Set on the far west side of Delta beach, just past the Portage diversion (98°23’W, 50°11’N) is a building called Mallard Lodge that is infamously known for being haunted. The building is also know as the Delta Marsh Field Station.
The story goes that the Mallard Lodge building was erected in 1932 on the property of Donald H. Bain, a successful athlete and businessman. During the construction, one of the workers fell into the foundation and died. Since the unfortunate accident, apparitional footsteps have been heard and he has been seen in the windows of the station in winter while the facility is closed. Lights also turn on and off seemingly by themselves.
However, this is not the only tragic accident to take place at this location. A former groundskeeper who committed suicide in one of the upstairs rooms is seen often in the building and wandering the areas surrounding.
Source, Jason Bohpa, says that when he and several friends visited Mallard Lodge around midnight they began “to stare at the same window on top floor.. and (they) all had this gut feeling that (they) should leave…” Jason continued after saying that he “still find(s) it weird how there was a strange attraction to that window as soon as the car lights shone on it”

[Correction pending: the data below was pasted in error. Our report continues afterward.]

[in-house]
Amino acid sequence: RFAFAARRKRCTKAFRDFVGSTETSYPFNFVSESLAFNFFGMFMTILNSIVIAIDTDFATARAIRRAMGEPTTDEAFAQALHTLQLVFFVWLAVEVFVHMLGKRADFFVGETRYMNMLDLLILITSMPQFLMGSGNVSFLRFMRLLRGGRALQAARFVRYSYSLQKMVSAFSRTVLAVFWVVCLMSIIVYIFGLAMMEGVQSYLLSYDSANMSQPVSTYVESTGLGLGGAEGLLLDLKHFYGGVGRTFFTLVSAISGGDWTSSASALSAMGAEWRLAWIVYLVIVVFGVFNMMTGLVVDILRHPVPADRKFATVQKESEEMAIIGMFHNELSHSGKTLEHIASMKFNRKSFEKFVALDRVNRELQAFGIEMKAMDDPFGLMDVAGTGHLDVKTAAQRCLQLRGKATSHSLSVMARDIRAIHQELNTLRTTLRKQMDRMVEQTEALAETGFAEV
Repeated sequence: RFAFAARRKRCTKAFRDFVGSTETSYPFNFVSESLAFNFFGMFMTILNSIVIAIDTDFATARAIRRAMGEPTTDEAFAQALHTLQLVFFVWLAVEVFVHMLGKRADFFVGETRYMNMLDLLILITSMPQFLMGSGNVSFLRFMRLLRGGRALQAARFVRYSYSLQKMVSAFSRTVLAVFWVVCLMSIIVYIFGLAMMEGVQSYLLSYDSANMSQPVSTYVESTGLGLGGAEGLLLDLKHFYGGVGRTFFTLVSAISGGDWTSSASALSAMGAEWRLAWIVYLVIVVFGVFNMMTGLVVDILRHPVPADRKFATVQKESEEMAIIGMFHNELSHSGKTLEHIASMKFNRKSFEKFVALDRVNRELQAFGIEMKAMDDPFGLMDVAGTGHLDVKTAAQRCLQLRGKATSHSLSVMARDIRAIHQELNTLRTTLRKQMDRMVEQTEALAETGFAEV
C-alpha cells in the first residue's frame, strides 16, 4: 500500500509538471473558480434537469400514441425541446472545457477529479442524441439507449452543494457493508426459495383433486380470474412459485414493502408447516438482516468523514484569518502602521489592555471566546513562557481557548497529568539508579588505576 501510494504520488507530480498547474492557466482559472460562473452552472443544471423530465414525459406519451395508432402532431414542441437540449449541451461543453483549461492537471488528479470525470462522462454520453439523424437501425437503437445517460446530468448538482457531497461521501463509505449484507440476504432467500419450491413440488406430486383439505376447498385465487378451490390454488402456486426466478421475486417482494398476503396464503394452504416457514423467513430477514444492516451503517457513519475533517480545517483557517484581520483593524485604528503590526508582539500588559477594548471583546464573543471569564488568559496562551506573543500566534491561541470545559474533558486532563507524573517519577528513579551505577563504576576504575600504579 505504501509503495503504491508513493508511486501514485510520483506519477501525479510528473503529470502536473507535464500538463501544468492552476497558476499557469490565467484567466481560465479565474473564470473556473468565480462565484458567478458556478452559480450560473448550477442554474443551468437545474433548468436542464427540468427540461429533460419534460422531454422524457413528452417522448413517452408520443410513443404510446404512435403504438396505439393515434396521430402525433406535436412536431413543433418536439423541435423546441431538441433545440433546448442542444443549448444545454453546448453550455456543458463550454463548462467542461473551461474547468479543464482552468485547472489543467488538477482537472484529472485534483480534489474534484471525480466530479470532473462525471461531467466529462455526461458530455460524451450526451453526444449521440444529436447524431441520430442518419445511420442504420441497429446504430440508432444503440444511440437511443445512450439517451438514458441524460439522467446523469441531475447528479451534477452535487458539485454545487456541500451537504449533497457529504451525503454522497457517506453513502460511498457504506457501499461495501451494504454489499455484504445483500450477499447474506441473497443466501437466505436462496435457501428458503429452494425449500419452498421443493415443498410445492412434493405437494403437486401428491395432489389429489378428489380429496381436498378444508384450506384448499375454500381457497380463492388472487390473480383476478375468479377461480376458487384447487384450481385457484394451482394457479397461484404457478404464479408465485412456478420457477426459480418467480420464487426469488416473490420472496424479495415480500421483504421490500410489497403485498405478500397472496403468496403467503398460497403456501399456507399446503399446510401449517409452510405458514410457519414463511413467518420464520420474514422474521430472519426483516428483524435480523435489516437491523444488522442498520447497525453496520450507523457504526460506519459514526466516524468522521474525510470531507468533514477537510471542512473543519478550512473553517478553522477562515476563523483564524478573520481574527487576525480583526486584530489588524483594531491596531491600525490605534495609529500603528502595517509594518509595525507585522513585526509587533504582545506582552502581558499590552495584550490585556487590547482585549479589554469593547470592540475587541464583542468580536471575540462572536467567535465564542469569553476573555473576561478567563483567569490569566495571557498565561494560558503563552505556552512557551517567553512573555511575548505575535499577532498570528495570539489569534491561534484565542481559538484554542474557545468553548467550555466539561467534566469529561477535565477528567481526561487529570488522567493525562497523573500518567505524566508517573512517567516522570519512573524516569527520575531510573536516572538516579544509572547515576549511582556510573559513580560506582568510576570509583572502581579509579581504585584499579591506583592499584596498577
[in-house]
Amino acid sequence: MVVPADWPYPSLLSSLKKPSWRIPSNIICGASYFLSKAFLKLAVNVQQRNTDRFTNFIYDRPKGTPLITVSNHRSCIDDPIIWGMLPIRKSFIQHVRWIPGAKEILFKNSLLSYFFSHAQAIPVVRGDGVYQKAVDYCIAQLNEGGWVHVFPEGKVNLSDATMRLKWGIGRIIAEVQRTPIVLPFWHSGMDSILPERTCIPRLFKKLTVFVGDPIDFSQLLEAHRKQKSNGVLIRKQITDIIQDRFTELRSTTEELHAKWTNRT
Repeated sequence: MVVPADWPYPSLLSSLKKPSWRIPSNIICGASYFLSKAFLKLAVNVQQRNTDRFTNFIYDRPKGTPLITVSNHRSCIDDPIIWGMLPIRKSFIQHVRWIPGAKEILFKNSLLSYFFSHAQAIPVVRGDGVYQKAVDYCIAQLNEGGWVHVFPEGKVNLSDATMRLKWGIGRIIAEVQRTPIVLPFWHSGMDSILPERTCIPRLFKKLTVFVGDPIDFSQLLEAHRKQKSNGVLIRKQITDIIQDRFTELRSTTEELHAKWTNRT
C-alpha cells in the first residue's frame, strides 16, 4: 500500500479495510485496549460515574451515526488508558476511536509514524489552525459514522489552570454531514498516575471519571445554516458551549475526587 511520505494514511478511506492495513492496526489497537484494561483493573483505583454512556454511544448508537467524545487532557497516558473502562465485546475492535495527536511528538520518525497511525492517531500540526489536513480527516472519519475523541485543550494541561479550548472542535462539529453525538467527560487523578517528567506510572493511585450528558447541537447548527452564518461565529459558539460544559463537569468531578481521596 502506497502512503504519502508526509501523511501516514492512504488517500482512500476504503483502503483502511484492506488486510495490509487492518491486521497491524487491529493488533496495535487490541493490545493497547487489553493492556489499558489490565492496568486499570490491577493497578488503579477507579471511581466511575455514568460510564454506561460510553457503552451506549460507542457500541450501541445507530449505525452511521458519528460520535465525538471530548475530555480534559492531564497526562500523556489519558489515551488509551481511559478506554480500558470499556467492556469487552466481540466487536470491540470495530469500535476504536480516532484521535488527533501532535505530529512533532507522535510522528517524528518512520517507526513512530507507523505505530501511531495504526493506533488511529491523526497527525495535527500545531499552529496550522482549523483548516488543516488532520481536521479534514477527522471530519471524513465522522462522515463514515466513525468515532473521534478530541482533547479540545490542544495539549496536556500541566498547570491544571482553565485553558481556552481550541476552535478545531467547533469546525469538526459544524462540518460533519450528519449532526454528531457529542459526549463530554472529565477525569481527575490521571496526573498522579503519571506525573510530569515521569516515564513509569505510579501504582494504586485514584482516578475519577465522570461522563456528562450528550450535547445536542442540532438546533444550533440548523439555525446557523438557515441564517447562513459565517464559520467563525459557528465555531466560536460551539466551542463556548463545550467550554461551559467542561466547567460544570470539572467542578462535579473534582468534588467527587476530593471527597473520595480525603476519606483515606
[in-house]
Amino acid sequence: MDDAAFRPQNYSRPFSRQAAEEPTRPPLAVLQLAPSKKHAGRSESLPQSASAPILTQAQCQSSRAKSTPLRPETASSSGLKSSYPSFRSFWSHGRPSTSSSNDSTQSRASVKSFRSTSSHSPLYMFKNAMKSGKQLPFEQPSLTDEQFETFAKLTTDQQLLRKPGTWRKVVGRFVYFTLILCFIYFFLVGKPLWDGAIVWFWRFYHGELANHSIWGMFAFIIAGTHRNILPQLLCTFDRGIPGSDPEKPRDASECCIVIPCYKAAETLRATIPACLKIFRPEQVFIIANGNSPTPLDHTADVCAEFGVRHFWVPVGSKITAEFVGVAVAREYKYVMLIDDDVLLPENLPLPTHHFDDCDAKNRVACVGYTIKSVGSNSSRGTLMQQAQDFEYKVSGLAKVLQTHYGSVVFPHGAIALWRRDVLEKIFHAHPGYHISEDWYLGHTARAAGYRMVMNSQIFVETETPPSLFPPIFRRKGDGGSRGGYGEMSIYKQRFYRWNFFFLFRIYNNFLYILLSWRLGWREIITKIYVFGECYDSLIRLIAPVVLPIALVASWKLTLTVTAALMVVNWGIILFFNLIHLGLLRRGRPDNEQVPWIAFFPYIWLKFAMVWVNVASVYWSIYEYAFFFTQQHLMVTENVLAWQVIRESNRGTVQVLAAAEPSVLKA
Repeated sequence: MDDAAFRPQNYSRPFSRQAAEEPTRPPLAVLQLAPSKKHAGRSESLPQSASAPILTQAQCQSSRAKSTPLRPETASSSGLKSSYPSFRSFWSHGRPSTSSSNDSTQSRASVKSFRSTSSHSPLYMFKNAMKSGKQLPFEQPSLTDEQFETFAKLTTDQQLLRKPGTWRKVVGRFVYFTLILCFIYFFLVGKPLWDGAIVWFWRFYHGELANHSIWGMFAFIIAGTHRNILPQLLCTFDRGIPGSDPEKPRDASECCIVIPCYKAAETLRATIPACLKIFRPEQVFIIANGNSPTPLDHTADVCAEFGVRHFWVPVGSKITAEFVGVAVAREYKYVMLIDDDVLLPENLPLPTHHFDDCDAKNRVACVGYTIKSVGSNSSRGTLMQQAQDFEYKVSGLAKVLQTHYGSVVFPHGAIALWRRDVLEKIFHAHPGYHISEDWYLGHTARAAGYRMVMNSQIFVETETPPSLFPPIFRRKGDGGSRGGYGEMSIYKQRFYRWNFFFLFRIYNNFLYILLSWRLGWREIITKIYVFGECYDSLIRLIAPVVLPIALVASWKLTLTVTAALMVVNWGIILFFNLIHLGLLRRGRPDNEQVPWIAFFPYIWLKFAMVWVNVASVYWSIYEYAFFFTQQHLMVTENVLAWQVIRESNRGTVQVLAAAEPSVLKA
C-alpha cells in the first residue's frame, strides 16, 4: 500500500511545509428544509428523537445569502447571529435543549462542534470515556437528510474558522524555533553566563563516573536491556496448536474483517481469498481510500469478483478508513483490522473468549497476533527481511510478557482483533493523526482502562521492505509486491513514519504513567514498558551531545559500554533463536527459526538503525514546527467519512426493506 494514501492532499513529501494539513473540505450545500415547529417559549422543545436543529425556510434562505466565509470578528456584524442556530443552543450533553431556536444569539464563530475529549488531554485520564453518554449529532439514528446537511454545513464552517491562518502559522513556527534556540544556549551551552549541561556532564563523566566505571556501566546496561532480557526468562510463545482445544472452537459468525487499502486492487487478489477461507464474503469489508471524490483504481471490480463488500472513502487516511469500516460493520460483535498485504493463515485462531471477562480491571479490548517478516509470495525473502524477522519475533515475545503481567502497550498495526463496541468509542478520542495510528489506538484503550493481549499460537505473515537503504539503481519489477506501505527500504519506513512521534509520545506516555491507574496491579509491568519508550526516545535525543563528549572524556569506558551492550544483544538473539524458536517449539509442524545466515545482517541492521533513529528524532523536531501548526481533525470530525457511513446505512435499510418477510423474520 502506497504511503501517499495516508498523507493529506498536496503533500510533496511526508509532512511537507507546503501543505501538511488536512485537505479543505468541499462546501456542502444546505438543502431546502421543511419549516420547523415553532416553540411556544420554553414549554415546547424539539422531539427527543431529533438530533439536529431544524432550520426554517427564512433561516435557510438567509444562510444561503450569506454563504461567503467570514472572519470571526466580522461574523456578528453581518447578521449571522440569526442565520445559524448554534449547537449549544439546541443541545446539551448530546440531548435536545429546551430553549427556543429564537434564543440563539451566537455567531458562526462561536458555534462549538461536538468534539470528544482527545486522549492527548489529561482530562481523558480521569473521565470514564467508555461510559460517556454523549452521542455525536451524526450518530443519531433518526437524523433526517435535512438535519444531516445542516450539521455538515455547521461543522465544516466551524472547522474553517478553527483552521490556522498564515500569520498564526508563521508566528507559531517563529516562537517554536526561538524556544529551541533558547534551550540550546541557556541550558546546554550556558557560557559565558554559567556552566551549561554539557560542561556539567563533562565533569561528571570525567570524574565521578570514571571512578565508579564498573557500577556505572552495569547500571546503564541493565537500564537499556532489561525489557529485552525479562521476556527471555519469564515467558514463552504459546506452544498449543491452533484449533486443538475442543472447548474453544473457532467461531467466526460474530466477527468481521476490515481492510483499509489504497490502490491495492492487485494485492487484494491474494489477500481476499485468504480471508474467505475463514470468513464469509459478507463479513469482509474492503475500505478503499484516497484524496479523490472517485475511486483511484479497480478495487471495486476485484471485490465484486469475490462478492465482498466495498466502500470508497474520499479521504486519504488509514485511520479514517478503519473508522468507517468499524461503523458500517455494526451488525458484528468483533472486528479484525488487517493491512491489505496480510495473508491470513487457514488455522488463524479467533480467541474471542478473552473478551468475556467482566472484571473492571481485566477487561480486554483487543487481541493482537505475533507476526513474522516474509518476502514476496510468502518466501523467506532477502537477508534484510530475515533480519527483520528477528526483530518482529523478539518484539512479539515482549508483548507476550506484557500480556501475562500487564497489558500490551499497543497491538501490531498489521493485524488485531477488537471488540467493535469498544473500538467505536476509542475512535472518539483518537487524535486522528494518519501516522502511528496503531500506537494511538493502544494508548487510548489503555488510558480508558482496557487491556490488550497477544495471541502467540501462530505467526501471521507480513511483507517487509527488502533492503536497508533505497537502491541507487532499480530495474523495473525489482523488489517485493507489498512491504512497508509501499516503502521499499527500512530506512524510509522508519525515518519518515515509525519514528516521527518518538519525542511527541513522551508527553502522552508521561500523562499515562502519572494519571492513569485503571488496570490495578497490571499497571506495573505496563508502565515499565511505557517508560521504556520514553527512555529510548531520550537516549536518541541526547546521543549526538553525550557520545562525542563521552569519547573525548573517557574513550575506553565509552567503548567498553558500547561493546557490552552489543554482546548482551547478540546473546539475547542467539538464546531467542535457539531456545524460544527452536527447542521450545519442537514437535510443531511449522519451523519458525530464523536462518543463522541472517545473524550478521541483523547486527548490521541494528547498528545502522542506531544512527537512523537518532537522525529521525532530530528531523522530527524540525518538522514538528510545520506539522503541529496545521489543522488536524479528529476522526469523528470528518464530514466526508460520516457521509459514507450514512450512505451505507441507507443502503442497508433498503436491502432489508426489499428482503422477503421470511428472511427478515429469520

This caretaker’s ghost has also been known to ring doorbells when nobody is near them.
Of course after researching this great haunt I needed to see it for myself. I drove up towards the site and took a short half hour trek through the mud to get to the said location.
Upon arrival, I definitely noticed a very calm, quiet, and even dead vibe from the place. Surrounded by bare trees and deep snow, the place looked untouched for months until me and a friend got closer.
The rustic wooden design was covered completely in cobwebs and dead insects, and in the front of the building was a hand carved sign and a vintage lampost that hung out over the door.
The front entrance had definitely been a victim of vandalism as the door frame was split and renailed back together. Many of the windows had been smashed and were covered with boards.
Rather than getting potentially charged with breaking and entering, I decided it would be best if we took pictures from the outside windows instead of repopping the door.
Although we never seen any actual paranormal activity, I definitely got the feeling it was a good sight to see some action at night. Maybe a midnight trip would yield better results? Regardless, there was still alot to look at and appreciate, such as the vintage door locks and a cross chopped into a stump outside the front entryway.
After leaving it was definitely decided that a nighttime trip was in order. Make sure to stay posted for a followup overnight video trip where I will try to capture something a little more validating than good stories and creepy vibes.
The Mallard lodge is definitely a worthwhile visit, and I highly recommend checking it out even for pure historic value.
I would also like to give a special thanks to Amanda Burwell for helping with pictures and keeping me company while investigating this haunt.
To see more haunts like this click here.